Prevention + Gum Care
Prevention is always better than treatment. By actively preventing disease and decay through regular home care, professional dental cleanings and regular exams, you will maintain a healthy, beautiful smile.
In addition, effective prevention can help you avoid costly treatments in the future to remove decay, restore teeth and treat gum disease. Regular prevention is truly your best investment.
CLEANINGS & EXAMINATIONS
Professional cleanings performed by a hygienist, form the foundation for preventing gum disease and tooth decay. In a professional cleaning, your dentist or hygienist will:
- Remove plaque from the teeth – Plaque is a film of bacteria on your teeth that causes your gums to bleed.
- Remove calculus (tarter) above and below the gum line – Calculus is plaque that has hardened on the tooth surface and is difficult to remove.
- Polish and remove stains from teeth
Dental examinations help to diagnose disease before it becomes hazardous to your health. In addition, regular examinations can save you money by alleviating problems while they are small and before they become expensive to repair, or in some cases, impossible to repair. Your dental examinations generally include the following:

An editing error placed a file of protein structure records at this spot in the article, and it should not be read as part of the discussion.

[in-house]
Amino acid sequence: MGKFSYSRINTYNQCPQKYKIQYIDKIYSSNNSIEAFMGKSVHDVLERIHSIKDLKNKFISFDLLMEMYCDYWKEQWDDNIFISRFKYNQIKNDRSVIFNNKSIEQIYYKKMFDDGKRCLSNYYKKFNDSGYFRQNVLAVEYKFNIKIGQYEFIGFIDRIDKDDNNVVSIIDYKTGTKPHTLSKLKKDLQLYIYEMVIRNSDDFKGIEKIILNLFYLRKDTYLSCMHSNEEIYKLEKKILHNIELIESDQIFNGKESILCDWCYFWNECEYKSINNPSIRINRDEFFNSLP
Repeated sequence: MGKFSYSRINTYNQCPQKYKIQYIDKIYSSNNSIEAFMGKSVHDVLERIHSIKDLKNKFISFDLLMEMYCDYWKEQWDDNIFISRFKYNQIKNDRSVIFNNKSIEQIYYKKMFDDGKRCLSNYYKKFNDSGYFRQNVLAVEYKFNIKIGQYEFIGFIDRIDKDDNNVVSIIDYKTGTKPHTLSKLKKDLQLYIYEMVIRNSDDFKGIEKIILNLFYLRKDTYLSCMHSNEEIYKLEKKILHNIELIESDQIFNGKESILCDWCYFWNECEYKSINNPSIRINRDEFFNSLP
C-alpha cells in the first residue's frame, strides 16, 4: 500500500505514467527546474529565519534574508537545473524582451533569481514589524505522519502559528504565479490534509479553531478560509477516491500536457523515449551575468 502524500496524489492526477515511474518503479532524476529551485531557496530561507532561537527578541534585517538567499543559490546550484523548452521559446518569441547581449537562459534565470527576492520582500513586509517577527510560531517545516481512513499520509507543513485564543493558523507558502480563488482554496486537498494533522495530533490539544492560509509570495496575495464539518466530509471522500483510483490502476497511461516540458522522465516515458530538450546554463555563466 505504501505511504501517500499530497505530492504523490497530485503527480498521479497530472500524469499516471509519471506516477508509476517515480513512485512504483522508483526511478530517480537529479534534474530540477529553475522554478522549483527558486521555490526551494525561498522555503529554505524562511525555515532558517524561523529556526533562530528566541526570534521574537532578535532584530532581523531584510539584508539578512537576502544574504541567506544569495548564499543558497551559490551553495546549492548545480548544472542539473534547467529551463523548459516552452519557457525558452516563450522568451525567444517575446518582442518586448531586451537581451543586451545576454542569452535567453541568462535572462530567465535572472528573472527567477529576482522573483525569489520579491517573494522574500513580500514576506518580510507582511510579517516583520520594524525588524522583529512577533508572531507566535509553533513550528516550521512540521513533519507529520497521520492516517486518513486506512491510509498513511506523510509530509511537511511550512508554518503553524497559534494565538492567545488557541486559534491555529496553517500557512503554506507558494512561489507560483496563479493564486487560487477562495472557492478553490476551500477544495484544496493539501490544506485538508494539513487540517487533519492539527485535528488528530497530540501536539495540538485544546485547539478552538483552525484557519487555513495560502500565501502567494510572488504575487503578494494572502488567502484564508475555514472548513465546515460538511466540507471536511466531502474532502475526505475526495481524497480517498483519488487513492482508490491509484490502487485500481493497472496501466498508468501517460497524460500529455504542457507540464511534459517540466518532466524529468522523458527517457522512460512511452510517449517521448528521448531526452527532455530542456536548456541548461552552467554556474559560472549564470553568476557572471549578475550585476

- Oral cancer screening
- Gum disease evaluation
- Visual examination of tooth decay
- X-rays to see decay between the teeth, disappearing bone, abnormal bone, joint health and other problems that can't be seen by the naked eye
- Evaluation of status of current restorations (fillings and others)
We cannot express enough how important it is to see your dentist regularly. Remember, preventing disease is always better than treating disease.
DIGITAL X-RAYS (RADIOGRAPHS)
We are pleased to provide patients with the latest in advanced, digital radiography.
How do Radiographs Help?
Dental x-rays or radiographs are very important. They allow the dentist to see things about your oral health that cannot be seen by the naked eye. These items include cysts (sacks of fluid that form on the roots of teeth), cancerous and non-cancerous tumors, decay that occurs between teeth, joint health, bone health and the location of teeth that haven’t grown all the way in.
By using an x-ray to diagnose these problems, we can help save you money in the long run from surgeries or other treatments that might become necessary if we didn’t find the problem. In some cases, where dental x-rays show the location of tumorous growths, x-rays can be responsible for saving your life.
Advantages of Digital Radiography
Digital x-rays have many advantages when compared with old fashioned film-based machines, including:
- Reduced radiation exposure. (1/6th)
- Enhanced ability to refine image quality
- Instant viewing (no waiting for films to develop)
- Environmentally friendly (no toxic chemicals)
Best of all, it’s easy for you to see what the dentist sees. Your digital x-ray can be seen on a computer screen located next to your dental chair. This helps you understand your needs so that you can make an informed choice about any treatment.